Other crew members including Tennessee (Danny McBride) and Lope (Demián Bichir) go along with the captain’s plan.

At first, his hunch is correct. Oram and his crew landing party find a vibrant Eden-like world of forests, grass, lakes, mountains, and blue skies, when it’s not stormy. They also find no animal life. Just as mysterious is a crashed and abandoned alien spacecraft where the message is originating.

Alien: Covenant’s first half-hour unfolds much like Prometheus. And then an alien shows up, after bursting from the chest of an unfortunate crewman, and all hell breaks loose as the film returns to its original roots as a science-fiction horror film.

The large crew size means a lot of shared scenes in the film’s early going; really, no one other than Walter and Oram stands out until the number of humans has been reduced significantly. Even Daniels, the latest in Scott’s long line of strong female leads, lacks the memorable charisma of Ripley (Sigourney Weaver) and depth of Shaw.

Things pick up, though, when the android David, a survivor of the crashed alien ship, shows up to save what’s left of the frightened landing party. With a hurricane-like storm quickly approaching, David leads the crew to the safety of his home in the ruins of a civilization, leading to more questions. What was that alien? How did David end up on this planet? And where is his fellow Prometheus survivor Elizabeth Shaw (Noomi Rapace)?

Those invested in the
Prometheus story and interested in where it might lead will likely be disappointed in the answers Alien: Covenant provides. Prometheus wasn’t a smashing success with critics or fans, and Alien: Covenant is an attempt to move on, as Scott not always willfully works to get back in their good graces.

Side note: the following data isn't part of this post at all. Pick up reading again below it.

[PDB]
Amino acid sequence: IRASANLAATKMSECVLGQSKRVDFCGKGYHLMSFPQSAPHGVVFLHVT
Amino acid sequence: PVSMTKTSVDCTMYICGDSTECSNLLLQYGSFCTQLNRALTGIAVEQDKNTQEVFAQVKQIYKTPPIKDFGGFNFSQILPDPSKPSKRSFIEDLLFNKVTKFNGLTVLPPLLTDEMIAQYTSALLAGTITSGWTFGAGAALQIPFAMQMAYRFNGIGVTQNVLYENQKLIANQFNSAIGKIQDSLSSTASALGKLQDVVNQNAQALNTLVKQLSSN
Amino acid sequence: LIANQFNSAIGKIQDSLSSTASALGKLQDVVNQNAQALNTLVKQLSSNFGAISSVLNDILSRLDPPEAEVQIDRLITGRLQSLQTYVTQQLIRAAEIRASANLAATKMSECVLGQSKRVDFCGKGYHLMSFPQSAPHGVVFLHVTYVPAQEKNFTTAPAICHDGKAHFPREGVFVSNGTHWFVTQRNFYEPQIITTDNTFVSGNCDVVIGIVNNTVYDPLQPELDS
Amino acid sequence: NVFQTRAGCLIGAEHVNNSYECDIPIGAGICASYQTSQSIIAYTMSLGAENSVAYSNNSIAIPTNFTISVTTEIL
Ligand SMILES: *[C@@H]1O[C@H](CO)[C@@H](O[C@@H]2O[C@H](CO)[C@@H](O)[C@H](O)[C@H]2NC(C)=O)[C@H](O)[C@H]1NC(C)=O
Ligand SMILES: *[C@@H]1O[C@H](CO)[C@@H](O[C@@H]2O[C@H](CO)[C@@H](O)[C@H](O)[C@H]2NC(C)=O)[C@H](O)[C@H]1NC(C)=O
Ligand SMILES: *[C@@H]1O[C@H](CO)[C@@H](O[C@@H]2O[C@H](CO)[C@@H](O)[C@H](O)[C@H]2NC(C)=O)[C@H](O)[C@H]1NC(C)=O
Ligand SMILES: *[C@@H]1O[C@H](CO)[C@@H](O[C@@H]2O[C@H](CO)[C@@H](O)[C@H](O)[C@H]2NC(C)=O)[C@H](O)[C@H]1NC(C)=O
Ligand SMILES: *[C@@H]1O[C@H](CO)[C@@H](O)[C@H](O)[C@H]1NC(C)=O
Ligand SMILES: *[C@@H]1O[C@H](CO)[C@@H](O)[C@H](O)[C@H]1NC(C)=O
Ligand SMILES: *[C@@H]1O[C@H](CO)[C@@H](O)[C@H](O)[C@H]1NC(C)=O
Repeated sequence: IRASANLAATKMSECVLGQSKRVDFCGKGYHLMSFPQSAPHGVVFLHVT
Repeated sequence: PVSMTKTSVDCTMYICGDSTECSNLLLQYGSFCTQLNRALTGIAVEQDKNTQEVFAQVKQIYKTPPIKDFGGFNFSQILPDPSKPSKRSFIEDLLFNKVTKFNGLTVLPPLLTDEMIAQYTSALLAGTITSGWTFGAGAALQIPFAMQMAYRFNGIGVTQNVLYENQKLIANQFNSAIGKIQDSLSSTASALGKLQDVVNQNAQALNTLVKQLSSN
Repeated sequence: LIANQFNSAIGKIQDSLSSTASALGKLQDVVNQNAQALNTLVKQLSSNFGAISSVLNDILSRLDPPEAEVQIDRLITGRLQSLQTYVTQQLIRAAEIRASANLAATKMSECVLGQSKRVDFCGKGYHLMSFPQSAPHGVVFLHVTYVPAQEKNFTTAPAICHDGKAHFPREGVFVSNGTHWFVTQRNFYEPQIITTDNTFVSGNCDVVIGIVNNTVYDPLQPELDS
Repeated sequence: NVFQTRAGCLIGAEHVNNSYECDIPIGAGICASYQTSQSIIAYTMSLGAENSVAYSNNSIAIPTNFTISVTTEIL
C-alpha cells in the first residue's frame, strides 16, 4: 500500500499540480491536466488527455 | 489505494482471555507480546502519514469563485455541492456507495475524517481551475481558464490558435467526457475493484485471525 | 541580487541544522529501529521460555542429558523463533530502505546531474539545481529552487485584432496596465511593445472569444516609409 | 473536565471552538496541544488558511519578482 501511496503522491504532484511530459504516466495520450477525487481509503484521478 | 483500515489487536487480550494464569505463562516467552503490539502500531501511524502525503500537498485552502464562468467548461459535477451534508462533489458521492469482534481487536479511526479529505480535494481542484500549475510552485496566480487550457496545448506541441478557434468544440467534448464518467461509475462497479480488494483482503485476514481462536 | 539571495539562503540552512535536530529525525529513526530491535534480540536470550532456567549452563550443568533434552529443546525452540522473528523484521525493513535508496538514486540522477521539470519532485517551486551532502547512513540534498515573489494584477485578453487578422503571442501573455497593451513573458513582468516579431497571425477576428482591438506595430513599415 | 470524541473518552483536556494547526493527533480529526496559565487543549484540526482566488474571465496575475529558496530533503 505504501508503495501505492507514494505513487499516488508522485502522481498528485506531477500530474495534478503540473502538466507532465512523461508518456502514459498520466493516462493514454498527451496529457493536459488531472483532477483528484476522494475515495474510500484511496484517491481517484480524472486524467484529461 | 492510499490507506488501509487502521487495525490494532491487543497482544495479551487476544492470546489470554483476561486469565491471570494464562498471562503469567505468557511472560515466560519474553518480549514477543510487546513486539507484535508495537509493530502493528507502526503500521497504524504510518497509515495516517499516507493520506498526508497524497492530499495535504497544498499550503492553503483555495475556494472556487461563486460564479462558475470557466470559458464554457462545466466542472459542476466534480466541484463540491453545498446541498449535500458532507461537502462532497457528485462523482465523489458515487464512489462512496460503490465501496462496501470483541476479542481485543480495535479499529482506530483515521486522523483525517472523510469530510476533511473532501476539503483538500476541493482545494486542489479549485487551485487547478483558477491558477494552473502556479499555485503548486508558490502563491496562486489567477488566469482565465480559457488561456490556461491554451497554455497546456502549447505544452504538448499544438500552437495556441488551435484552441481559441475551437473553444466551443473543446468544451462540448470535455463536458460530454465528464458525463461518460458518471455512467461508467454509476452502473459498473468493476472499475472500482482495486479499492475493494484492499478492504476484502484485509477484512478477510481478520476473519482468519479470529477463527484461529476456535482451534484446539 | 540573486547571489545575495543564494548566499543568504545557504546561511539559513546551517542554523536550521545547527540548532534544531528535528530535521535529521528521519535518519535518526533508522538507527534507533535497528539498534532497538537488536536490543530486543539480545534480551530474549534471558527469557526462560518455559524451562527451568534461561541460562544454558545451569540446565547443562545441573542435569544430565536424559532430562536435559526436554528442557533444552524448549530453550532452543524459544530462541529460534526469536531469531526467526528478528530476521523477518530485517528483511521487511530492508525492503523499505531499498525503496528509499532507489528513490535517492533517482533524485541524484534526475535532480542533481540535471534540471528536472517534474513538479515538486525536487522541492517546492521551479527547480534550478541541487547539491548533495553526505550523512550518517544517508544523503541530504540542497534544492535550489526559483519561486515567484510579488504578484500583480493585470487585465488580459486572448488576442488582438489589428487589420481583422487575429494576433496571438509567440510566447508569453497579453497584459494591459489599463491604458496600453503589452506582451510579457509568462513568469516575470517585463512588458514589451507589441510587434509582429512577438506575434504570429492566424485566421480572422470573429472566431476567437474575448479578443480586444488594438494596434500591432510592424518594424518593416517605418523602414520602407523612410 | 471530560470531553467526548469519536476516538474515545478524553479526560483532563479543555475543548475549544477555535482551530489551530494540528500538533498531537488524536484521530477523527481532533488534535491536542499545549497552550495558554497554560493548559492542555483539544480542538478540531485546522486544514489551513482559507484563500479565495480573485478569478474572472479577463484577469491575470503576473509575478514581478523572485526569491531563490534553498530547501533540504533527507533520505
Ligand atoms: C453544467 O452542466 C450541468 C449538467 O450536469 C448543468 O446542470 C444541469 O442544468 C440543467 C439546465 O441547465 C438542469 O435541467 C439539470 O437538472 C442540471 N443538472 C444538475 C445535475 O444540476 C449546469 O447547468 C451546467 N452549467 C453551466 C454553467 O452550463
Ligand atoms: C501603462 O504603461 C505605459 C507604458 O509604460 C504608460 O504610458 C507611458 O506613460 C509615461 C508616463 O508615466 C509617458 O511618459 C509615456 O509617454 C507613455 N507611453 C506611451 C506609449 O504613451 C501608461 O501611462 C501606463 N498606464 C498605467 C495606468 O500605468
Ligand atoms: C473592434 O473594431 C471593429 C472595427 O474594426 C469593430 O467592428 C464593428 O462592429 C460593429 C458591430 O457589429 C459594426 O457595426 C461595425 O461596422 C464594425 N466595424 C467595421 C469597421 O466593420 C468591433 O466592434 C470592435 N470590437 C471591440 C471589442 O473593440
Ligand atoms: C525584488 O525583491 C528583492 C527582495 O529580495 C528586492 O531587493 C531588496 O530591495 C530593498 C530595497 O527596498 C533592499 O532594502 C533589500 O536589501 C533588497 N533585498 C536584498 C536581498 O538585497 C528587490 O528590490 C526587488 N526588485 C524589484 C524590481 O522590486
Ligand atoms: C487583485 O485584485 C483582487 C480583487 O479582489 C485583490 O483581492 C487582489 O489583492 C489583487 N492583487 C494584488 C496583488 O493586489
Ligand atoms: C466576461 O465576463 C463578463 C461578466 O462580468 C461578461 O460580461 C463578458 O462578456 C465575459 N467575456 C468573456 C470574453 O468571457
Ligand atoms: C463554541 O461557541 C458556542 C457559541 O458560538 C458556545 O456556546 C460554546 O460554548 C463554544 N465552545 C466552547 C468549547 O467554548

Scott’s initial impulse to expand the alien mythology, though, was more interesting and certainly less predictable than to watch another hapless space crew fight for their survival with a creature we've now learned was a biological agent of the Engineers, those giant white-skinned humanoids who created humanity.

The Engineers were an intriguing twist to the Alien story; particularly the juxtaposition it created for Shaw as a deeply religious archaeologist whose discovery of humanity’s creators contradicted her own beliefs. Alien: Covenant, though, drops such thoughtful exploration. Oram, for example, is mentioned as someone of faith — a rarity for this time in humanity’s future — though the implications of his beliefs never amounts to anything significant.

And yet Alien: Covenant is rife with Old Testament references: David and Walter as Cain and Able, for example, and a Sodom and Gomorrah-like destruction from the skies. As with the Old Testament, Alien: Covenant ends with a to-be-continued note.

Scott isn’t finished with Alien yet, he said in a recent interview, with Alien: Awakening coming soon. As the Alien movies have shown, a xenomorph — even one that’s good but not great — is impossible to keep down.

Contact Kirk Baird at kbaird@theblade.com or 419-724-6734.